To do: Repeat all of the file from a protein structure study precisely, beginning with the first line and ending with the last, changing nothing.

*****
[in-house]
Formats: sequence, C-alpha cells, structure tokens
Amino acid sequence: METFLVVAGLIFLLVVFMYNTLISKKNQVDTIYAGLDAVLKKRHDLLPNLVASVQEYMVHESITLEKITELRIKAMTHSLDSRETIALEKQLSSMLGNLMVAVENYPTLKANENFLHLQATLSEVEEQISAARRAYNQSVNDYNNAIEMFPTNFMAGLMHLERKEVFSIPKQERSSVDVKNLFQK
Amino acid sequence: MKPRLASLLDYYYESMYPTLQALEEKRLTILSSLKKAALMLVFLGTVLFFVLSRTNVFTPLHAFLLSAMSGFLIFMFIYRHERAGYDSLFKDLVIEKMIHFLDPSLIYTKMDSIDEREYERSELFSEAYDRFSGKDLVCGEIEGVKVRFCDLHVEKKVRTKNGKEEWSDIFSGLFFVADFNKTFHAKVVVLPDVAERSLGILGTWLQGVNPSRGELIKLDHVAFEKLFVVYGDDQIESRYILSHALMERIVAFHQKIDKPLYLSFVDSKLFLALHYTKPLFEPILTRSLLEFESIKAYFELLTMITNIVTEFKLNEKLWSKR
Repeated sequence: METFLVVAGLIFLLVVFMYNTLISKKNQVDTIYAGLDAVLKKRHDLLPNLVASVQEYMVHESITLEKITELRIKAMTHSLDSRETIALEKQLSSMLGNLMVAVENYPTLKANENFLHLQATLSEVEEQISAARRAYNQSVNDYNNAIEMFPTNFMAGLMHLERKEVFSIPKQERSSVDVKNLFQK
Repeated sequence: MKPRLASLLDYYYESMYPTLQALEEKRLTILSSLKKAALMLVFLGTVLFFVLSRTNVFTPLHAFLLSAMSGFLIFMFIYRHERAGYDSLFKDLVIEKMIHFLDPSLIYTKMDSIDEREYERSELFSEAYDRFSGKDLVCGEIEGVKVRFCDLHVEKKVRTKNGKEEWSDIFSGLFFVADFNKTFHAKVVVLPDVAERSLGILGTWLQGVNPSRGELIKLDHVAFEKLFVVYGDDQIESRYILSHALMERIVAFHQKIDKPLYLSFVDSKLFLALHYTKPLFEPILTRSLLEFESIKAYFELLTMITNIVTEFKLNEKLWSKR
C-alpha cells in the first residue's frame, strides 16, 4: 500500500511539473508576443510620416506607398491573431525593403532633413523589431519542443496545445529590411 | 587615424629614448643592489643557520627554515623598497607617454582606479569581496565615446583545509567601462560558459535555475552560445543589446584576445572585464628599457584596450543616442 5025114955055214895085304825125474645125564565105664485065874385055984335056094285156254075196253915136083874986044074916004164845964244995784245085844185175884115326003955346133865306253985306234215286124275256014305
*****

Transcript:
[in-house]
Formats: sequence, C-alpha cells, structure tokens
Amino acid sequence: METFLVVAGLIFLLVVFMYNTLISKKNQVDTIYAGLDAVLKKRHDLLPNLVASVQEYMVHESITLEKITELRIKAMTHSLDSRETIALEKQLSSMLGNLMVAVENYPTLKANENFLHLQATLSEVEEQISAARRAYNQSVNDYNNAIEMFPTNFMAGLMHLERKEVFSIPKQERSSVDVKNLFQK
Amino acid sequence: MKPRLASLLDYYYESMYPTLQALEEKRLTILSSLKKAALMLVFLGTVLFFVLSRTNVFTPLHAFLLSAMSGFLIFMFIYRHERAGYDSLFKDLVIEKMIHFLDPSLIYTKMDSIDEREYERSELFSEAYDRFSGKDLVCGEIEGVKVRFCDLHVEKKVRTKNGKEEWSDIFSGLFFVADFNKTFHAKVVVLPDVAERSLGILGTWLQGVNPSRGELIKLDHVAFEKLFVVYGDDQIESRYILSHALMERIVAFHQKIDKPLYLSFVDSKLFLALHYTKPLFEPILTRSLLEFESIKAYFELLTMITNIVTEFKLNEKLWSKR
Repeated sequence: METFLVVAGLIFLLVVFMYNTLISKKNQVDTIYAGLDAVLKKRHDLLPNLVASVQEYMVHESITLEKITELRIKAMTHSLDSRETIALEKQLSSMLGNLMVAVENYPTLKANENFLHLQATLSEVEEQISAARRAYNQSVNDYNNAIEMFPTNFMAGLMHLERKEVFSIPKQERSSVDVKNLFQK
Repeated sequence: MKPRLASLLDYYYESMYPTLQALEEKRLTILSSLKKAALMLVFLGTVLFFVLSRTNVFTPLHAFLLSAMSGFLIFMFIYRHERAGYDSLFKDLVIEKMIHFLDPSLIYTKMDSIDEREYERSELFSEAYDRFSGKDLVCGEIEGVKVRFCDLHVEKKVRTKNGKEEWSDIFSGLFFVADFNKTFHAKVVVLPDVAERSLGILGTWLQGVNPSRGELIKLDHVAFEKLFVVYGDDQIESRYILSHALMERIVAFHQKIDKPLYLSFVDSKLFLALHYTKPLFEPILTRSLLEFESIKAYFELLTMITNIVTEFKLNEKLWSKR
C-alpha cells in the first residue's frame, strides 16, 4: 500500500511539473508576443510620416506607398491573431525593403532633413523589431519542443496545445529590411 | 587615424629614448643592489643557520627554515623598497607617454582606479569581496565615446583545509567601462560558459535555475552560445543589446584576445572585464628599457584596450543616442 5025114955055214895085304825125474645125564565105664485065874385055984335056094285156254075196253915136083874986044074916004164845964244995784245085844185175884115326003955346133865306253985306234215286124275256014305